Also, people who owned several dogs were three times more likely to have been bitten than those who didn't own dogs. Along with a standard personality assessment, they asked the respondents if they had ever been bitten by a dog in their lifetime; whether it led to any sort of medical treatment; and if they knew the canine in question beforehand.
Men with a more anxious disposition may be nearly twice as likely as women to be nipped and bitten by dogs, claimed a study.
The team also found that those who rated themselves as more calm or emotionally stable in the survey's questionnaire were less likely to report having been bitten by a dog.
The study also found dog owners were three times more likely to be bitten than non-dog owners.
But they also found it was more common for participants to have been bitten by dogs completely unknown to them than familiar dogs.
Dr Carri Westgarth, of the Department of Epidemiology & Population Health, at Liverpool University, said: "Reporting being less emotionally stable was associated with an increased frequency of dog bites".
"Hospital records show the rate of dog bites is 740 per 100,000 [people] of the population, but the survey responses indicate a rate of 1,873 per 100,000 - almost three times the official figure", the researchers wrote in the study. About 44 percent of bites occurred in childhood (when participants were younger than 16 years old), and 55 percent of bites were inflicted by dogs that the victim had never met before the incident.
'Much more research into the possible association with personality is now required, especially in order to understand if and how this knowledge could be used in dog bite prevention.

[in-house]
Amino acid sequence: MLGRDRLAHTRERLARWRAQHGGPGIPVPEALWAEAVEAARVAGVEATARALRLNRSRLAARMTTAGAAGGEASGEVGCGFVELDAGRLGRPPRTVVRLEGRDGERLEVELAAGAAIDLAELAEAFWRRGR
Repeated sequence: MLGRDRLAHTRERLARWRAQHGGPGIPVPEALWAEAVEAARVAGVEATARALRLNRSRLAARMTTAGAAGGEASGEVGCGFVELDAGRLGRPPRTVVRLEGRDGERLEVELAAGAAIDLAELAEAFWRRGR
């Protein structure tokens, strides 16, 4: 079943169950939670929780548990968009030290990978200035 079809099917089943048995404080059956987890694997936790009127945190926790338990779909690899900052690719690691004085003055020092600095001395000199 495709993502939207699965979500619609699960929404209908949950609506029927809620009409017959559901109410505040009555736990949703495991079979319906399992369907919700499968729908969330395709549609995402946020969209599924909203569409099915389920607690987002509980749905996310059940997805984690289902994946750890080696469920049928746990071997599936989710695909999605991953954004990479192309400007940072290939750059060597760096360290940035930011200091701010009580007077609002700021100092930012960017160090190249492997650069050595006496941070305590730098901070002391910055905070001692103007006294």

According to 2015 figures for England, hospital admissions for being bitten or struck by a dog ranged from 27 per 100,000 in Merseyside to 7.3 per 100,000 in Kent and Medway.
Hospital records show the rate of dog bites is 740 per 100,000 of the population, but the survey responses indicate a rate of 1873 per 100,000-nearly three times the official figure.
"It is essential that previously assumed risk factors are reassessed as this study has revealed that prior beliefs - such as bites typically being from familiar dogs - are contested", the study authors said in a journal news release.
Another suggestion may be that people with conditions such as attention deficit hyperactivity disorder - ADHD - provoke their dogs with their behaviour. Further research is required, Westgarth said - and for her, it's personal.
While dogs can't exactly smell fear, they do respond to anxious, fearful people more negatively than other, researchers at the University of Liverpool in the United Kingdom found.
Because showing anxiety significantly raises the risk of suffering a dog bite. "We have got no idea how many people are actually bitten by dogs, and how many bites require medical treatment".